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# On Randomized Algorithms for Matching in the Online Preemptive Model

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Part of the book series: Lecture Notes in Computer Science ((LNTCS,volume 9294))

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## Abstract

We investigate the power of randomized algorithms for the maximum cardinality matching (MCM) and the maximum weight matching (MWM) problems in the online preemptive model. In this model, the edges of a graph are revealed one by one and the algorithm is required to always maintain a valid matching. On seeing an edge, the algorithm has to either accept or reject the edge. If accepted, then the adjacent edges are discarded. The complexity of the problem is settled for deterministic algorithms [7, 9].

Almost nothing is known for randomized algorithms. A lower bound of 1.693 is known for MCM with a trivial upper bound of two. An upper bound of 5.356 is known for MWM. We initiate a systematic study of the same in this paper with an aim to isolate and understand the difficulty. We begin with a primal-dual analysis of the deterministic algorithm due to [7]. All deterministic lower bounds are on instances which are trees at every step. For this class of (unweighted) graphs we present a randomized algorithm which is $$\frac{28}{15}$$-competitive. The analysis is a considerable extension of the (simple) primal-dual analysis for the deterministic case. The key new technique is that the distribution of primal charge to dual variables depends on the “neighborhood” and needs to be done after having seen the entire input. The assignment is asymmetric: in that edges may assign different charges to the two end-points. Also the proof depends on a non-trivial structural statement on the performance of the algorithm on the input tree.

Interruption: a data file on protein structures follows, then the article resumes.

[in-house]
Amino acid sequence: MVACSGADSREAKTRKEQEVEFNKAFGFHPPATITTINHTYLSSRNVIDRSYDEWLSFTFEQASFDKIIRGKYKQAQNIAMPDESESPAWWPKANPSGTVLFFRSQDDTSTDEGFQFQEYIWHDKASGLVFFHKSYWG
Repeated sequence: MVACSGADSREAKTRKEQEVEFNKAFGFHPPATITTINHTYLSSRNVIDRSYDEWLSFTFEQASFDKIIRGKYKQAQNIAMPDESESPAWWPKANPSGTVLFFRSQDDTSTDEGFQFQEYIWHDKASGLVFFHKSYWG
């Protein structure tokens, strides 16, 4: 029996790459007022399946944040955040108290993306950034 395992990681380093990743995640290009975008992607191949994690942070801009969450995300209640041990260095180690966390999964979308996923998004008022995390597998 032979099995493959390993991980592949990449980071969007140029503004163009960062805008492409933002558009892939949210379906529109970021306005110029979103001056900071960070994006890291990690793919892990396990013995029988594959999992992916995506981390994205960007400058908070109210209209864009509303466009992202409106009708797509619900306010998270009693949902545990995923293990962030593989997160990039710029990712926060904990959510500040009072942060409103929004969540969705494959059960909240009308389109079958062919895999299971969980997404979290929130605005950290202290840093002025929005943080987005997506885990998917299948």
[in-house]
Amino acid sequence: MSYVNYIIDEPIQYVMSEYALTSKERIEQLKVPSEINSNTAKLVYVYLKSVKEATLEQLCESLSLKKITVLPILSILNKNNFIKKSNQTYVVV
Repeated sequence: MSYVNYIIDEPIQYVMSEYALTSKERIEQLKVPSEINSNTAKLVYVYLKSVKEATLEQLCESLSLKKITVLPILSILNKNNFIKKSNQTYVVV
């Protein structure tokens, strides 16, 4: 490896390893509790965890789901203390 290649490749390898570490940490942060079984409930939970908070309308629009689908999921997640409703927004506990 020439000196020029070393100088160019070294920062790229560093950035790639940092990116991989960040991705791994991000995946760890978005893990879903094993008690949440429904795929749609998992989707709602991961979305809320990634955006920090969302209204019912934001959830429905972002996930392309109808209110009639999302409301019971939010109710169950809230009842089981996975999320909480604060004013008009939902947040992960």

The other main result of this paper is an extension of the deterministic lower bound of Varadaraja [9] to a natural class of randomized algorithms which decide whether to accept a new edge or not using independent random choices. This indicates that randomized algorithms will have to use dependent coin tosses to succeed. Indeed, the few known randomized algorithms, even in very restricted models follow this.

We also present the best possible $$\frac{4}{3}$$-competitive randomized algorithm for MCM on paths.

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## References

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Correspondence to Ashish Chiplunkar .

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Chiplunkar, A., Tirodkar, S., Vishwanathan, S. (2015). On Randomized Algorithms for Matching in the Online Preemptive Model. In: Bansal, N., Finocchi, I. (eds) Algorithms - ESA 2015. Lecture Notes in Computer Science(), vol 9294. Springer, Berlin, Heidelberg. https://doi.org/10.1007/978-3-662-48350-3_28

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• DOI: https://doi.org/10.1007/978-3-662-48350-3_28

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• Publisher Name: Springer, Berlin, Heidelberg

• Print ISBN: 978-3-662-48349-7

• Online ISBN: 978-3-662-48350-3

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